AZTEC — A visiting archaeologist will explore new theories on Chimney Rock in southern Colorado during a free lecture at Aztec Ruins on Friday.
Michelle Turner, a Binghamton University graduate student in archaeology, will offer her findings and new ways of thinking about the twin spired stone formation near Pagosa Springs, Colo. It has been long considered a northeasternmost frontier — and highest elevation of any Puebloan site — of Chacoan culture.
Part of the Aztec Ruins summer lecture series, Turner's presentation, "Rethinking Chimney Rock," will include a sideshow and question-and-answer session at the park's visitor's center.
Turner, 39, is spending this summer conducting ceramic analysis at Aztec Ruins for her master's thesis.
"I came to start looking at Chimney Rock more from a theoretical standpoint," Turner said by phone on Wednesday. "I was interested in it thinking of what frontiers and borderlands are like. They're often places where there's an exchange — shared languages, customs, ideas."
In April, Turner traveled to the 79th Annual Meeting of the Society for American Archaeology in Austin, Tex., to present the culmination of her two years' worth of research on and visits to Chimney Rock in her paper, "Frontiers Reconsidered at Chimney Rock."
President Obama gave the Puebloan site a national monument designation in 2012.
Turner thinks that the 4,726 acre site was an active cultural center — not a mere 'Chacoan outlier' — more than 1,000 years ago. Situated on a high mesa at the southern edge of the San Juan Mountains the site is more complicated than is often thought, she said.
"It's not Chaco imposing its ideas on others but rather it's a two-way interaction," Turner said. "They keep their old ways and develop new ways. It makes sense if you think about what borders are like in our world. There's a community that was living on top of the mesa and two components — local people and Chacoans — both had an impact. I'm interested in differences."
One element of Chimney Rock that Turner sees as evidence for new theories on the multiple applications and extensions of polyculture at the site is the use of the natural rock formations as a celestial observatory. The rock spires and great house there are ideal spots to track the movement of the sun and the moon, she said.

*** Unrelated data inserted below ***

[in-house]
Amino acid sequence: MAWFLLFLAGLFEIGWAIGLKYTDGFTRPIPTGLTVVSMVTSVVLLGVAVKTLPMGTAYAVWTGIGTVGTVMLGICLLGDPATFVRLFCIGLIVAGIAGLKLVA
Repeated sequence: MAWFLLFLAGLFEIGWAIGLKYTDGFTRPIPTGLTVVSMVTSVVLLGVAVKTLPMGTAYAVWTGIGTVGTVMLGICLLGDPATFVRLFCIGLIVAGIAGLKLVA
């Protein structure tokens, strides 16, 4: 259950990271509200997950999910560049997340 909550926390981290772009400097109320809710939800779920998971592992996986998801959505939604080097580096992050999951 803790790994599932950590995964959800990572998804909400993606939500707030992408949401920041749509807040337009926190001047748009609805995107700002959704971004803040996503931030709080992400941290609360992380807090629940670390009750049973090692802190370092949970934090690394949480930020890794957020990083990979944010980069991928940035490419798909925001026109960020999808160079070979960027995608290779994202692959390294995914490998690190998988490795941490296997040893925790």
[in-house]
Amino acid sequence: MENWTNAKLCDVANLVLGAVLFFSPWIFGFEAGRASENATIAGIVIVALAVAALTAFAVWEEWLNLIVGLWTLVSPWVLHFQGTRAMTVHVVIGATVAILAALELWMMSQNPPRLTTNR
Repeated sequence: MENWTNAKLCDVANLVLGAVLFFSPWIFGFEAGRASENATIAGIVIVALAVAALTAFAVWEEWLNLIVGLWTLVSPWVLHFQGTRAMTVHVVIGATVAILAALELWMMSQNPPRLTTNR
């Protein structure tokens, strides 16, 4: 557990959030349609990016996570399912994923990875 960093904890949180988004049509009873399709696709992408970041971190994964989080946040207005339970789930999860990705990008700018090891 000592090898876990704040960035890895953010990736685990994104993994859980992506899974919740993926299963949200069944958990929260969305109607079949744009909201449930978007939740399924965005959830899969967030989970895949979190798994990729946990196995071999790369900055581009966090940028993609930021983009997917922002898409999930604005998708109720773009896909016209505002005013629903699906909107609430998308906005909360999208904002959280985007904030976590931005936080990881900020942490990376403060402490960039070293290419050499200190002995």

"There's the lunar maximum, when the moon is at the furthest point on the horizon, and from the Great House you can look out at these two spires and the moon rises between them," she said.
Also called a Major Lunar Standstill, for three years, "this spectacular sight, which occurs every 18.6 years, is believed to have influenced construction of the Chacoan-style Great House atop Chimney Rock's high mesa," the national monument's website reads. "Whether coincidence or planned, the Great House Pueblo is a natural observatory for the MLS."
The next occurrence will begin in 2021, according to the website.
Aztec Park Ranger Lauren Blacik said the lecture series has been well attended and offered a diverse array of topics. The next scheduled event will be "Moon Tracks: Lunar Horizon Patterns," an Aug. 1 lecture by Pagosa Springs archaeoastronomer Ron Sutcliffe.
"We're really looking forward and to (Turner's) discussion," Blacik said. "(Chimney Rock) is one of our newest national monuments, so, in that sense, Michelle's talk will be timely and interesting for the community to see."
IF YOU GO
What: “Rethinking Chimney Rock” lecture by archeologist Michelle Turner
When: 7 p.m., Friday, July 18
Where: Aztec Ruins Visitor Center
More info: Call Aztec Ruins at 505-334-6174.